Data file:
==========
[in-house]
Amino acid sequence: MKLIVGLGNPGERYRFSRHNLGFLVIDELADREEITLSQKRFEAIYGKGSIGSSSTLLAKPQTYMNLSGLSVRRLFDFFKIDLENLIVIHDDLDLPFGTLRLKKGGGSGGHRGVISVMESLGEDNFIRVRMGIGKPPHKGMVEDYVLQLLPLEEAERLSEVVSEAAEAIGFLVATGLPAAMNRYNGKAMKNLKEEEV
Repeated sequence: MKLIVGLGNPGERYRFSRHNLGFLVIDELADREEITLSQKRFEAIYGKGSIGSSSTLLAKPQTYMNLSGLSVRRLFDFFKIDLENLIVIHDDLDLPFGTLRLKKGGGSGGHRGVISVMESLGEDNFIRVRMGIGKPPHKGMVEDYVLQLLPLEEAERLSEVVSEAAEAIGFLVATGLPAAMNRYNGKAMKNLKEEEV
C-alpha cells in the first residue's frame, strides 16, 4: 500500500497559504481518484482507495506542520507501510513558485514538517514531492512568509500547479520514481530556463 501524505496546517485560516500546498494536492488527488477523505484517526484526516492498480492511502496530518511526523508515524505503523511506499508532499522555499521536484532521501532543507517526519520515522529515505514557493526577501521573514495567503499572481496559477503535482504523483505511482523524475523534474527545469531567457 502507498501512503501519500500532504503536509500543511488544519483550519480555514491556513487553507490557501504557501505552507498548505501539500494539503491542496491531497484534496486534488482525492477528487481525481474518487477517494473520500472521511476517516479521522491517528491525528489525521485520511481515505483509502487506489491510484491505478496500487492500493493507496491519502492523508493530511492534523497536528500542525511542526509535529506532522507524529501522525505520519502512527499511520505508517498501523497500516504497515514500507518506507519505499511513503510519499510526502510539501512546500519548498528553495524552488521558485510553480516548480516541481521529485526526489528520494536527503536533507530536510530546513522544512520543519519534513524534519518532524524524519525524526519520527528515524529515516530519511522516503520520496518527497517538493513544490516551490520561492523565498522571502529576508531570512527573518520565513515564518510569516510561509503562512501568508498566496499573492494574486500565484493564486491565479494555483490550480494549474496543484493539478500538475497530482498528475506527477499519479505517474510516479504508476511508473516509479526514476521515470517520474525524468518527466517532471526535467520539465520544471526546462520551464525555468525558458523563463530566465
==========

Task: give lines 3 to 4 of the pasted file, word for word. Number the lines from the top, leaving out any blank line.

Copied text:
Repeated sequence: MKLIVGLGNPGERYRFSRHNLGFLVIDELADREEITLSQKRFEAIYGKGSIGSSSTLLAKPQTYMNLSGLSVRRLFDFFKIDLENLIVIHDDLDLPFGTLRLKKGGGSGGHRGVISVMESLGEDNFIRVRMGIGKPPHKGMVEDYVLQLLPLEEAERLSEVVSEAAEAIGFLVATGLPAAMNRYNGKAMKNLKEEEV
C-alpha cells in the first residue's frame, strides 16, 4: 500500500497559504481518484482507495506542520507501510513558485514538517514531492512568509500547479520514481530556463 501524505496546517485560516500546498494536492488527488477523505484517526484526516492498480492511502496530518511526523508515524505503523511506499508532499522555499521536484532521501532543507517526519520515522529515505514557493526577501521573514495567503499572481496559477503535482504523483505511482523524475523534474527545469531567457 502507498501512503501519500500532504503536509500543511488544519483550519480555514491556513487553507490557501504557501505552507498548505501539500494539503491542496491531497484534496486534488482525492477528487481525481474518487477517494473520500472521511476517516479521522491517528491525528489525521485520511481515505483509502487506489491510484491505478496500487492500493493507496491519502492523508493530511492534523497536528500542525511542526509535529506532522507524529501522525505520519502512527499511520505508517498501523497500516504497515514500507518506507519505499511513503510519499510526502510539501512546500519548498528553495524552488521558485510553480516548480516541481521529485526526489528520494536527503536533507530536510530546513522544512520543519519534513524534519518532524524524519525524526519520527528515524529515516530519511522516503520520496518527497517538493513544490516551490520561492523565498522571502529576508531570512527573518520565513515564518510569516510561509503562512501568508498566496499573492494574486500565484493564486491565479494555483490550480494549474496543484493539478500538475497530482498528475506527477499519479505517474510516479504508476511508473516509479526514476521515470517520474525524468518527466517532471526535467520539465520544471526546462520551464525555468525558458523563463530566465